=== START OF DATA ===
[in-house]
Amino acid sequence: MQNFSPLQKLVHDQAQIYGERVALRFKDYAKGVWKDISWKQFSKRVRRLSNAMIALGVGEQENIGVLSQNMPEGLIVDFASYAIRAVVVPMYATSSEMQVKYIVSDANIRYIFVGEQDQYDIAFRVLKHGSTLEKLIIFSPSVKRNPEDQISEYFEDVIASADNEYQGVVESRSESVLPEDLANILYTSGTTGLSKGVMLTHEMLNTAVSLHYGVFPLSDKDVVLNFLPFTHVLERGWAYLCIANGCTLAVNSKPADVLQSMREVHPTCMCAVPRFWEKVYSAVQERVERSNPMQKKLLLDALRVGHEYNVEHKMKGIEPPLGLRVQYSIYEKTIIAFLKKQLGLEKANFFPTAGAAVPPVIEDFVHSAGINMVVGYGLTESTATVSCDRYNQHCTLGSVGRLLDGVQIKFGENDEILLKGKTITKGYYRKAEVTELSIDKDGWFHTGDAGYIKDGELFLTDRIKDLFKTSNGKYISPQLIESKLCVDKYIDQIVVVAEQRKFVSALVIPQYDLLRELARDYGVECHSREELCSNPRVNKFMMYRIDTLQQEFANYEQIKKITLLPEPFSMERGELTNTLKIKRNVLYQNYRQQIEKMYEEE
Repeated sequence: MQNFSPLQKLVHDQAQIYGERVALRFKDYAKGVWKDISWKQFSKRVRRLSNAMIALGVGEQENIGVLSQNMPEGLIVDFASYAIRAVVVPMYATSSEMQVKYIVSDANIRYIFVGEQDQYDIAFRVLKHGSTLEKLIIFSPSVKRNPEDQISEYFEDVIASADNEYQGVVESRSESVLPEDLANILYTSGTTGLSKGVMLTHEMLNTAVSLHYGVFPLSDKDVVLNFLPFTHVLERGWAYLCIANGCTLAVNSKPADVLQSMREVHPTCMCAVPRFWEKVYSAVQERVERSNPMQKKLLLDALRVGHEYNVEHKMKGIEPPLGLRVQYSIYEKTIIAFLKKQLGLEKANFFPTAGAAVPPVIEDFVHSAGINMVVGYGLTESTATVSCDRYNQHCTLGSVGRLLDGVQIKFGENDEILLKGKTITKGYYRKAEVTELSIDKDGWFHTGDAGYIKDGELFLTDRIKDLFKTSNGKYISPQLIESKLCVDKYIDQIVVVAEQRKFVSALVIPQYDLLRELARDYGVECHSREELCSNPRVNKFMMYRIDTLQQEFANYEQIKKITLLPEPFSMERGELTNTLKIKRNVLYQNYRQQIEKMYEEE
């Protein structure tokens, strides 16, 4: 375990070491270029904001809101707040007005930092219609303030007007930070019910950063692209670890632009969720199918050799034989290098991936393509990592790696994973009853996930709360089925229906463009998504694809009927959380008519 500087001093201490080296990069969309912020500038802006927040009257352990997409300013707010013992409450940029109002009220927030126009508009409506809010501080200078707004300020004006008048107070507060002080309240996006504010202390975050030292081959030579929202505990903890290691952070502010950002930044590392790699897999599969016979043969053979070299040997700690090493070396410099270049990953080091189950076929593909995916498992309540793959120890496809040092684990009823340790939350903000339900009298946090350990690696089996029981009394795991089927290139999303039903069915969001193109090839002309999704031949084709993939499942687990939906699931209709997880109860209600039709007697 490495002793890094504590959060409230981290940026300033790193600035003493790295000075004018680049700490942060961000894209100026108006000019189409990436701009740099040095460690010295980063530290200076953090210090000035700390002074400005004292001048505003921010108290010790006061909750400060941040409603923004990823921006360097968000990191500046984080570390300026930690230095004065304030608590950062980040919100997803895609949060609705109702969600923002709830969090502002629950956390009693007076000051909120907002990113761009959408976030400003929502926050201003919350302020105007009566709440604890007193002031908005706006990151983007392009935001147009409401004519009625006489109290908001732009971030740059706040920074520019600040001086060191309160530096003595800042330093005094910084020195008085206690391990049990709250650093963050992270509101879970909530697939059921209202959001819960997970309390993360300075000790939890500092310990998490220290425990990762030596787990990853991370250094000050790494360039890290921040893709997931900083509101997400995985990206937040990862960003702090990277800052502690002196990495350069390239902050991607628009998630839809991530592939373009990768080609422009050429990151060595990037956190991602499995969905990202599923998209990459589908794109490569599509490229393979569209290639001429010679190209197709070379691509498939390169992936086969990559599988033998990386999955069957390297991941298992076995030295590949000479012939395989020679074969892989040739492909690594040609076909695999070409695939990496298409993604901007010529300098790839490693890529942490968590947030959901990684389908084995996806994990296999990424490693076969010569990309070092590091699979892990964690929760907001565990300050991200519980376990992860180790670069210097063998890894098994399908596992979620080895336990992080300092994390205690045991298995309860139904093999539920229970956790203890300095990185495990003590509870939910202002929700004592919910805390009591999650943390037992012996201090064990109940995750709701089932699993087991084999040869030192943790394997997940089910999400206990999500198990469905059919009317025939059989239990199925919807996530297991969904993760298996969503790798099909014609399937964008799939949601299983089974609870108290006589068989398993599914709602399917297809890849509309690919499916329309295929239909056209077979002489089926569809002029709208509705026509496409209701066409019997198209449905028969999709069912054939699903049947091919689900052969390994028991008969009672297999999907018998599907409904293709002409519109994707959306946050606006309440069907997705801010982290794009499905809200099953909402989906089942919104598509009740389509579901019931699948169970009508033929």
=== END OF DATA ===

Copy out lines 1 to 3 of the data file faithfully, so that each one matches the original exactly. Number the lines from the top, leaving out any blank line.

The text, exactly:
[in-house]
Amino acid sequence: MQNFSPLQKLVHDQAQIYGERVALRFKDYAKGVWKDISWKQFSKRVRRLSNAMIALGVGEQENIGVLSQNMPEGLIVDFASYAIRAVVVPMYATSSEMQVKYIVSDANIRYIFVGEQDQYDIAFRVLKHGSTLEKLIIFSPSVKRNPEDQISEYFEDVIASADNEYQGVVESRSESVLPEDLANILYTSGTTGLSKGVMLTHEMLNTAVSLHYGVFPLSDKDVVLNFLPFTHVLERGWAYLCIANGCTLAVNSKPADVLQSMREVHPTCMCAVPRFWEKVYSAVQERVERSNPMQKKLLLDALRVGHEYNVEHKMKGIEPPLGLRVQYSIYEKTIIAFLKKQLGLEKANFFPTAGAAVPPVIEDFVHSAGINMVVGYGLTESTATVSCDRYNQHCTLGSVGRLLDGVQIKFGENDEILLKGKTITKGYYRKAEVTELSIDKDGWFHTGDAGYIKDGELFLTDRIKDLFKTSNGKYISPQLIESKLCVDKYIDQIVVVAEQRKFVSALVIPQYDLLRELARDYGVECHSREELCSNPRVNKFMMYRIDTLQQEFANYEQIKKITLLPEPFSMERGELTNTLKIKRNVLYQNYRQQIEKMYEEE
Repeated sequence: MQNFSPLQKLVHDQAQIYGERVALRFKDYAKGVWKDISWKQFSKRVRRLSNAMIALGVGEQENIGVLSQNMPEGLIVDFASYAIRAVVVPMYATSSEMQVKYIVSDANIRYIFVGEQDQYDIAFRVLKHGSTLEKLIIFSPSVKRNPEDQISEYFEDVIASADNEYQGVVESRSESVLPEDLANILYTSGTTGLSKGVMLTHEMLNTAVSLHYGVFPLSDKDVVLNFLPFTHVLERGWAYLCIANGCTLAVNSKPADVLQSMREVHPTCMCAVPRFWEKVYSAVQERVERSNPMQKKLLLDALRVGHEYNVEHKMKGIEPPLGLRVQYSIYEKTIIAFLKKQLGLEKANFFPTAGAAVPPVIEDFVHSAGINMVVGYGLTESTATVSCDRYNQHCTLGSVGRLLDGVQIKFGENDEILLKGKTITKGYYRKAEVTELSIDKDGWFHTGDAGYIKDGELFLTDRIKDLFKTSNGKYISPQLIESKLCVDKYIDQIVVVAEQRKFVSALVIPQYDLLRELARDYGVECHSREELCSNPRVNKFMMYRIDTLQQEFANYEQIKKITLLPEPFSMERGELTNTLKIKRNVLYQNYRQQIEKMYEEE